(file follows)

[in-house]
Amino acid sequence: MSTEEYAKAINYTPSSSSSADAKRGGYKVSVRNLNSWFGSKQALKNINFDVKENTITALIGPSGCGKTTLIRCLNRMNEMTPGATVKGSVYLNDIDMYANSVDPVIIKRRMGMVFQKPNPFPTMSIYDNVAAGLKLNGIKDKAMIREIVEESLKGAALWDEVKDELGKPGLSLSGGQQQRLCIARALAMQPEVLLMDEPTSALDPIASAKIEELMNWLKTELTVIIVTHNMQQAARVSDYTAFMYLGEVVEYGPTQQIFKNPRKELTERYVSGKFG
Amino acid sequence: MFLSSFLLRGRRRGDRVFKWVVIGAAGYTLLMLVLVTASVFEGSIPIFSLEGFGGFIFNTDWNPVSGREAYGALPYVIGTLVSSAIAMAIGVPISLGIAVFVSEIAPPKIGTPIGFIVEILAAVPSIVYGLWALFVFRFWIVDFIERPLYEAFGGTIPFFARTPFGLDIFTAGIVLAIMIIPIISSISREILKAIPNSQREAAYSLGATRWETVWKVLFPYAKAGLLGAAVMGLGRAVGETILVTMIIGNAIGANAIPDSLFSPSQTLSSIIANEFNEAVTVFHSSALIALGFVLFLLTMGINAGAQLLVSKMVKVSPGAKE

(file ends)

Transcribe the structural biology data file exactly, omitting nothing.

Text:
[in-house]
Amino acid sequence: MSTEEYAKAINYTPSSSSSADAKRGGYKVSVRNLNSWFGSKQALKNINFDVKENTITALIGPSGCGKTTLIRCLNRMNEMTPGATVKGSVYLNDIDMYANSVDPVIIKRRMGMVFQKPNPFPTMSIYDNVAAGLKLNGIKDKAMIREIVEESLKGAALWDEVKDELGKPGLSLSGGQQQRLCIARALAMQPEVLLMDEPTSALDPIASAKIEELMNWLKTELTVIIVTHNMQQAARVSDYTAFMYLGEVVEYGPTQQIFKNPRKELTERYVSGKFG
Amino acid sequence: MFLSSFLLRGRRRGDRVFKWVVIGAAGYTLLMLVLVTASVFEGSIPIFSLEGFGGFIFNTDWNPVSGREAYGALPYVIGTLVSSAIAMAIGVPISLGIAVFVSEIAPPKIGTPIGFIVEILAAVPSIVYGLWALFVFRFWIVDFIERPLYEAFGGTIPFFARTPFGLDIFTAGIVLAIMIIPIISSISREILKAIPNSQREAAYSLGATRWETVWKVLFPYAKAGLLGAAVMGLGRAVGETILVTMIIGNAIGANAIPDSLFSPSQTLSSIIANEFNEAVTVFHSSALIALGFVLFLLTMGINAGAQLLVSKMVKVSPGAKE